This time of year is when I most strongly feel the ancestors around me. Memorial Day was yesterday, and tomorrow is the anniversary of my father’s birth. Six years ago my cat went missing on June 9, and I wonder if he yet lives, or I may honor him among the dead. This past weekend I helped adopt someone who lived in my town until his death four years ago as a community ancestor.
Perhaps that’s why I found myself weeping as I wrote yesterday’s remembrance of Taliesin Myrddin, who died trying to prevent hate. I didn’t know the man at all, nor any of his loved ones; this was not personal grief. Normally I don’t feel the deaths of strangers deeply; there are far too many people dying in the world for me grieve them all and yet live. His death touched me, and divination confirms that my own dead wanted it to.
First, a little something about Ludwig Montesa, a man “whose unconventionality, both mentally and physically, sometimes unsettled people who didn’t know him,” according to one obituary. He died in 2013, while I was at a point in my studies of Hellenismos at which I was learning about Hekate, the Deipnon, and ancestor veneration. I knew him as a friendly, if slightly peculiar, man who was a constant presence in our downtown; when news of his death spread, I found stunned to discover the number of people whose lives he had touched. My first ancestor offering was made at the impormptu shrine which emerged not far from where his parents ran a gift shop. It had much the look of many impromptu shrines: flowers, candles, heartfelt messages of grief were included, but also Metro cards, which to him were the connection to his favorite metropolitan area.
In the years since his passing, I have come to know Ludwig Montesa better than I did in life. He transgressed boundaries of gender and personal space, ignored the hobgoblins of shame and comparison to others, and embraced himself with joy and abandon. He was known for high-fives that never seemed to end, karaoke performances unfettered by self-consciousness, and an enduring love for New York City (which to me was the most alien thing about him). Each May since he died there has been a Ludwig Day replete with games, musical performances, and remembrances. I’d never been able to make it for one reason or another, but it was clear that Ludwig Montesa had a festival in his honor, much like the heroes of old.
This year I decided I was going to lead an ancestor-veneration ritual for Ludwig. It meant forgoing Rites of Spring, but local praxis should take precedence. Family members were on board, and one of them was in attendance. A photographer for our local paper was also there, and gave me some images from the event.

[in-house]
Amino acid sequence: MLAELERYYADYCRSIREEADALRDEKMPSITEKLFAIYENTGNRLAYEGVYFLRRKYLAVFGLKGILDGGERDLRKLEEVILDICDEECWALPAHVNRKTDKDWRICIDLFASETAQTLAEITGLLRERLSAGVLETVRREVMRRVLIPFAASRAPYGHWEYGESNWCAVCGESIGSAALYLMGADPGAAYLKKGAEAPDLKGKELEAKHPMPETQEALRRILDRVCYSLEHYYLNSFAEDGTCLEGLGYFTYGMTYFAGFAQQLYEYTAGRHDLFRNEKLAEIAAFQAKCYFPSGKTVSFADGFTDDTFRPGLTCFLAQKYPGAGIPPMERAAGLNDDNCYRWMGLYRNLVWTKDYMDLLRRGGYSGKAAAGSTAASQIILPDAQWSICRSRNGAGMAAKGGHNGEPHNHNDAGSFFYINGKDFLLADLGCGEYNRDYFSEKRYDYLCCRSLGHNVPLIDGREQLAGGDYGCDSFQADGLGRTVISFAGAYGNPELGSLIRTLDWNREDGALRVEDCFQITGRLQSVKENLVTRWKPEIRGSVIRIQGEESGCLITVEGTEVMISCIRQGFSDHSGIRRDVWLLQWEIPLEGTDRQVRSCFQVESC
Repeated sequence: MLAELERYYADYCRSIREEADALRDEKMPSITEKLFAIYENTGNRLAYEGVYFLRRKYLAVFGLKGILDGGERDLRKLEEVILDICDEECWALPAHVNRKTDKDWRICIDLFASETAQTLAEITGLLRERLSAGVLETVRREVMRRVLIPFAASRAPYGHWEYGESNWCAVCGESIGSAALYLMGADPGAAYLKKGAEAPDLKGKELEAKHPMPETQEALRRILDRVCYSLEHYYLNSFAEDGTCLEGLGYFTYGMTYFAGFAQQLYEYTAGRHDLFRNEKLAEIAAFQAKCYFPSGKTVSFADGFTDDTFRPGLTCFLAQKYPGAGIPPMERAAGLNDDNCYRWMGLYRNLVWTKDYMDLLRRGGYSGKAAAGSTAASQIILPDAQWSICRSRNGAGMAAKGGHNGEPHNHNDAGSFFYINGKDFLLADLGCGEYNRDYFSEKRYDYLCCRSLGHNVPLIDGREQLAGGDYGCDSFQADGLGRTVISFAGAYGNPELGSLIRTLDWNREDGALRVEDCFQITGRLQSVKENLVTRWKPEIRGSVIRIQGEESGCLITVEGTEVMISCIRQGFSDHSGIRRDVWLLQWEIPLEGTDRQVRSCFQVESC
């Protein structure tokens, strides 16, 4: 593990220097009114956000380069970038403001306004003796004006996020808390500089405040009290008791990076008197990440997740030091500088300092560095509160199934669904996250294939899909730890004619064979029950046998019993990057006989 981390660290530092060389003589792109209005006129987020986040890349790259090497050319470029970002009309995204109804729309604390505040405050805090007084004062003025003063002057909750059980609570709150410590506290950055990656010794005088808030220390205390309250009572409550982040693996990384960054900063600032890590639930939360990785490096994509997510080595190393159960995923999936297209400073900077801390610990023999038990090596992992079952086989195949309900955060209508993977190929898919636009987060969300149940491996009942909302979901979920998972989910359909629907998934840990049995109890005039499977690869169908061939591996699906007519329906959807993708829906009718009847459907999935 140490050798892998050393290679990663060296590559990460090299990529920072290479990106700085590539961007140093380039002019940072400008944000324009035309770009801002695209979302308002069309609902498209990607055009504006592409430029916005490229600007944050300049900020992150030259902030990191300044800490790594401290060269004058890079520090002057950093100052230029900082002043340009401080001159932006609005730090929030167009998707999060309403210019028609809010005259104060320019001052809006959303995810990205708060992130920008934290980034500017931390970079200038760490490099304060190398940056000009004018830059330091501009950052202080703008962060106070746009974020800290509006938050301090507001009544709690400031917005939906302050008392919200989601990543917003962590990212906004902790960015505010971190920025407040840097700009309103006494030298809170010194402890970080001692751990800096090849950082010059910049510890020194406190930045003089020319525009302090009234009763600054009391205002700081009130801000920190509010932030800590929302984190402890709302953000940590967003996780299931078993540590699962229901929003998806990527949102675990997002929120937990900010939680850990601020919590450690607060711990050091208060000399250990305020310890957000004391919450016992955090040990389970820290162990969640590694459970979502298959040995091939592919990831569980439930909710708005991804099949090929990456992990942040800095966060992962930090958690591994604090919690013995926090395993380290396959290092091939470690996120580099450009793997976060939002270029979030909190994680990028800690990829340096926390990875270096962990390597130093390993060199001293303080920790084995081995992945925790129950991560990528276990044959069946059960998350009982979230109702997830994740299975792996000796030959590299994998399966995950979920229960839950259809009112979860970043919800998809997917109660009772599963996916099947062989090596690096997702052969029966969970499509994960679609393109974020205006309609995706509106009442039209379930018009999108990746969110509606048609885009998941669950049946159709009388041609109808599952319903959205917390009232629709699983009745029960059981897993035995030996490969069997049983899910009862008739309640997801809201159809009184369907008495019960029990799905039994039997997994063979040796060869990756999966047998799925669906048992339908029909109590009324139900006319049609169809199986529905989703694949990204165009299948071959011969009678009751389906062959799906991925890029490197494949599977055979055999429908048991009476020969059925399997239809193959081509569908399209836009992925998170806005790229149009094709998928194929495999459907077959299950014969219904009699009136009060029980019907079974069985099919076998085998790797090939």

It was a short ritual, with about fifteen people in attendance. I set up a low table as a shrine, using a black cloth and candle mostly because people in this color associate black with death. Before it was a really stunning framed portrait that captures Ludwig’s eccentric flair. I did a brief overview of ancestor veneration and how in Hellenic tradition the dead are down in the underworld. I invited him to attend and poured out an offering of Diet Coke, one of his favorite beverages. Participants were invited to offer flowers, Metro cards, and brief remembrances; I had some of the first two for people who were unprepared. (Cards with money still loaded on them will be distributed to those in need in his name.)
This was the first public ritual I’ve ever led, and it went quite well. I felt Ludwig’s presence and had the opportunity to honor him in a way befitting his near-shamanic life. Our communities all have local heroes, and it’s appropriate to identify and honor them.
Coming off of that experience, and readying myself for this annual pilgrimage of mine, I found myself learning about a young man who stuck is neck out to help some strangers, and got a knife in it for his trouble. It’s both hard to bear and completely inspiring. How many of us would put their bodies between hate and harm like Taliesin Myrddin did? Who among us truly knows the answer to that question without it being tested like it was for him?
There’s more to tell in that story, to be sure; a member of his family may be speaking with me soon, and his mother seems to be responding to this tragedy with a combination of love and activism. Like her son, she inspires me, and I hope to be able to speak to her at some point. Even if I lived in that town, I am not the kind of reporter who could knock on a door and say, “Your son was just violently killed. How do you feel?” There is a need for personal space and time which transcends freedom of the press.
For me, the time for honoring death will continue through July, as I intend on undertaking the Vigil for the Bulls again. It’s curious that it is now, as spring bursts into life, that death is closest to me. Such is the mystery.
In closing, some pictures of the ancestor rite for Ludwig Montesa.